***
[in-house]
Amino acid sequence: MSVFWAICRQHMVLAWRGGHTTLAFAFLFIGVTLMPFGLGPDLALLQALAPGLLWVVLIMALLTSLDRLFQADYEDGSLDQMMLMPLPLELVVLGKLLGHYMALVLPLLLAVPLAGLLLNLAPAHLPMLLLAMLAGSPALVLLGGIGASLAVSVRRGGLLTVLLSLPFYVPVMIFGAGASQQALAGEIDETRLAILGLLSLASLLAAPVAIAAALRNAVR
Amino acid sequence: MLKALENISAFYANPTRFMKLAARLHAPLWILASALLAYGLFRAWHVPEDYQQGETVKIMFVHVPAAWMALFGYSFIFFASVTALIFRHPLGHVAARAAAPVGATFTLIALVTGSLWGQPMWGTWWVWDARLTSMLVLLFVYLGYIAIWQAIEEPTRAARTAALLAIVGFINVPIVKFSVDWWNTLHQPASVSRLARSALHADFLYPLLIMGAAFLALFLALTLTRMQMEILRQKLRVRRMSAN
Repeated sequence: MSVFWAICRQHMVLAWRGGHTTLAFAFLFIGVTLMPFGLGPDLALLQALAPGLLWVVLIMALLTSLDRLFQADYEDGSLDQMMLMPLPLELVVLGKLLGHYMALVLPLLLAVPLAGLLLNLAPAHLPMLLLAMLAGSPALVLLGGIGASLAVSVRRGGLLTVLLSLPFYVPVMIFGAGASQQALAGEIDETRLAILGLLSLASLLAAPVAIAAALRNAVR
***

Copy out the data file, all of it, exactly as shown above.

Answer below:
[in-house]
Amino acid sequence: MSVFWAICRQHMVLAWRGGHTTLAFAFLFIGVTLMPFGLGPDLALLQALAPGLLWVVLIMALLTSLDRLFQADYEDGSLDQMMLMPLPLELVVLGKLLGHYMALVLPLLLAVPLAGLLLNLAPAHLPMLLLAMLAGSPALVLLGGIGASLAVSVRRGGLLTVLLSLPFYVPVMIFGAGASQQALAGEIDETRLAILGLLSLASLLAAPVAIAAALRNAVR
Amino acid sequence: MLKALENISAFYANPTRFMKLAARLHAPLWILASALLAYGLFRAWHVPEDYQQGETVKIMFVHVPAAWMALFGYSFIFFASVTALIFRHPLGHVAARAAAPVGATFTLIALVTGSLWGQPMWGTWWVWDARLTSMLVLLFVYLGYIAIWQAIEEPTRAARTAALLAIVGFINVPIVKFSVDWWNTLHQPASVSRLARSALHADFLYPLLIMGAAFLALFLALTLTRMQMEILRQKLRVRRMSAN
Repeated sequence: MSVFWAICRQHMVLAWRGGHTTLAFAFLFIGVTLMPFGLGPDLALLQALAPGLLWVVLIMALLTSLDRLFQADYEDGSLDQMMLMPLPLELVVLGKLLGHYMALVLPLLLAVPLAGLLLNLAPAHLPMLLLAMLAGSPALVLLGGIGASLAVSVRRGGLLTVLLSLPFYVPVMIFGAGASQQALAGEIDETRLAILGLLSLASLLAAPVAIAAALRNAVR